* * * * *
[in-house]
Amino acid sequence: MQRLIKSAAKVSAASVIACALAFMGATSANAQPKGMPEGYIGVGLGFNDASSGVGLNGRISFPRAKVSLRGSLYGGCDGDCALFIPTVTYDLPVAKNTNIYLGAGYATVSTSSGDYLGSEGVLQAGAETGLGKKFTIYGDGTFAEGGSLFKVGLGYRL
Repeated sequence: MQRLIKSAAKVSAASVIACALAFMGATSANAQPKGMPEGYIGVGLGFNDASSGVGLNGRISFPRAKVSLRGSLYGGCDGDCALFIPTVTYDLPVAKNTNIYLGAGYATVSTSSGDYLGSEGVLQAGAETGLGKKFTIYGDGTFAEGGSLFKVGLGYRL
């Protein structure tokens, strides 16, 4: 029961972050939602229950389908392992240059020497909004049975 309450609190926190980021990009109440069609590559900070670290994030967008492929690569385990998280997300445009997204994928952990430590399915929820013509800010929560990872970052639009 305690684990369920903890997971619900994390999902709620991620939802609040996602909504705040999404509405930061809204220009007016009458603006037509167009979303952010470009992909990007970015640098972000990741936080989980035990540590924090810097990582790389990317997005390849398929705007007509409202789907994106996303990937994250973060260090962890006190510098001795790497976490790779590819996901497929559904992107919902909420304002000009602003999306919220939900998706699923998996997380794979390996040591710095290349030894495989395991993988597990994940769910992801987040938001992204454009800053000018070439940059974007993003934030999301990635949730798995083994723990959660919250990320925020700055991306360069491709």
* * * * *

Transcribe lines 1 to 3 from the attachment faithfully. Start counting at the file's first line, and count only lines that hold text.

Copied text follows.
[in-house]
Amino acid sequence: MQRLIKSAAKVSAASVIACALAFMGATSANAQPKGMPEGYIGVGLGFNDASSGVGLNGRISFPRAKVSLRGSLYGGCDGDCALFIPTVTYDLPVAKNTNIYLGAGYATVSTSSGDYLGSEGVLQAGAETGLGKKFTIYGDGTFAEGGSLFKVGLGYRL
Repeated sequence: MQRLIKSAAKVSAASVIACALAFMGATSANAQPKGMPEGYIGVGLGFNDASSGVGLNGRISFPRAKVSLRGSLYGGCDGDCALFIPTVTYDLPVAKNTNIYLGAGYATVSTSSGDYLGSEGVLQAGAETGLGKKFTIYGDGTFAEGGSLFKVGLGYRL